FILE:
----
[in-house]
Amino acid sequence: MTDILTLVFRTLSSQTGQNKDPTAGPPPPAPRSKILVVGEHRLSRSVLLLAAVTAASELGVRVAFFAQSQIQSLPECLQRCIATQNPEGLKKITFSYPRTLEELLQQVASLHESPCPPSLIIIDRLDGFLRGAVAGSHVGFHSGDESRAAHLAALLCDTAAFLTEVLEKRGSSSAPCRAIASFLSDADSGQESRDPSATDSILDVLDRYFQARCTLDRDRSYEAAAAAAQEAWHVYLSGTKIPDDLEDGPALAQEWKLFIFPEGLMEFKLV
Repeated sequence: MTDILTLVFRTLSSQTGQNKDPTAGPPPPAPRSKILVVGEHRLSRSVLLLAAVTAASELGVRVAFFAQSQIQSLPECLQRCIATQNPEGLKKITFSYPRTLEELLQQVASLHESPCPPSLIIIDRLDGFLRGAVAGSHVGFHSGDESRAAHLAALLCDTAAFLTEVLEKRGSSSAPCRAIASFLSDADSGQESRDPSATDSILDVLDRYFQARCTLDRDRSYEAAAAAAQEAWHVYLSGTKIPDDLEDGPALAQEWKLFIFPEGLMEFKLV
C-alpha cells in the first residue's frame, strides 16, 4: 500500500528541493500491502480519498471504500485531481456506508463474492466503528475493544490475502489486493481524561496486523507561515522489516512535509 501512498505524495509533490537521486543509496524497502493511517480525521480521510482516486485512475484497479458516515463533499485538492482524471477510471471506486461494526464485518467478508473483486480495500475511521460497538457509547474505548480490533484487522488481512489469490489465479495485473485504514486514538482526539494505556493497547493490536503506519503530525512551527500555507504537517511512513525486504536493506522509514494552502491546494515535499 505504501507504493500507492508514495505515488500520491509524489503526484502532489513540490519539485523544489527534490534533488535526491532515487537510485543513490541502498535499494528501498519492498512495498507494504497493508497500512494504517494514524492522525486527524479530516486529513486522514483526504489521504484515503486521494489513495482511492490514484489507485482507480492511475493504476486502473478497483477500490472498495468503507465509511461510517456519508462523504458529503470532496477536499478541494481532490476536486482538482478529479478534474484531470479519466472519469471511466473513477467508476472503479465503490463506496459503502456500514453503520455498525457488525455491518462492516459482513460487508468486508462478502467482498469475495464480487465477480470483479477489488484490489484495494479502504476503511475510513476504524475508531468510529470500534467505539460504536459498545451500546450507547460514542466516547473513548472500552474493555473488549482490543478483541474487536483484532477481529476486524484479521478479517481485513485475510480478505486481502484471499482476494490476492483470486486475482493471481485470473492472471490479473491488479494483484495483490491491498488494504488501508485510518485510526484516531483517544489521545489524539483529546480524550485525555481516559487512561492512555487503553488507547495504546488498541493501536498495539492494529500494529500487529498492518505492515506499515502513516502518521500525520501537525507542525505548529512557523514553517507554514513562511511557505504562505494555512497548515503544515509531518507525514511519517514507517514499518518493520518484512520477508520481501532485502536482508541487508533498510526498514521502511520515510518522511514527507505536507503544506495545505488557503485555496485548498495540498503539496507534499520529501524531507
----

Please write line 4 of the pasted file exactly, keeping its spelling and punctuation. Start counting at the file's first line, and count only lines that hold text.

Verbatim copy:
C-alpha cells in the first residue's frame, strides 16, 4: 500500500528541493500491502480519498471504500485531481456506508463474492466503528475493544490475502489486493481524561496486523507561515522489516512535509 501512498505524495509533490537521486543509496524497502493511517480525521480521510482516486485512475484497479458516515463533499485538492482524471477510471471506486461494526464485518467478508473483486480495500475511521460497538457509547474505548480490533484487522488481512489469490489465479495485473485504514486514538482526539494505556493497547493490536503506519503530525512551527500555507504537517511512513525486504536493506522509514494552502491546494515535499 505504501507504493500507492508514495505515488500520491509524489503526484502532489513540490519539485523544489527534490534533488535526491532515487537510485543513490541502498535499494528501498519492498512495498507494504497493508497500512494504517494514524492522525486527524479530516486529513486522514483526504489521504484515503486521494489513495482511492490514484489507485482507480492511475493504476486502473478497483477500490472498495468503507465509511461510517456519508462523504458529503470532496477536499478541494481532490476536486482538482478529479478534474484531470479519466472519469471511466473513477467508476472503479465503490463506496459503502456500514453503520455498525457488525455491518462492516459482513460487508468486508462478502467482498469475495464480487465477480470483479477489488484490489484495494479502504476503511475510513476504524475508531468510529470500534467505539460504536459498545451500546450507547460514542466516547473513548472500552474493555473488549482490543478483541474487536483484532477481529476486524484479521478479517481485513485475510480478505486481502484471499482476494490476492483470486486475482493471481485470473492472471490479473491488479494483484495483490491491498488494504488501508485510518485510526484516531483517544489521545489524539483529546480524550485525555481516559487512561492512555487503553488507547495504546488498541493501536498495539492494529500494529500487529498492518505492515506499515502513516502518521500525520501537525507542525505548529512557523514553517507554514513562511511557505504562505494555512497548515503544515509531518507525514511519517514507517514499518518493520518484512520477508520481501532485502536482508541487508533498510526498514521502511520515510518522511514527507505536507503544506495545505488557503485555496485548498495540498503539496507534499520529501524531507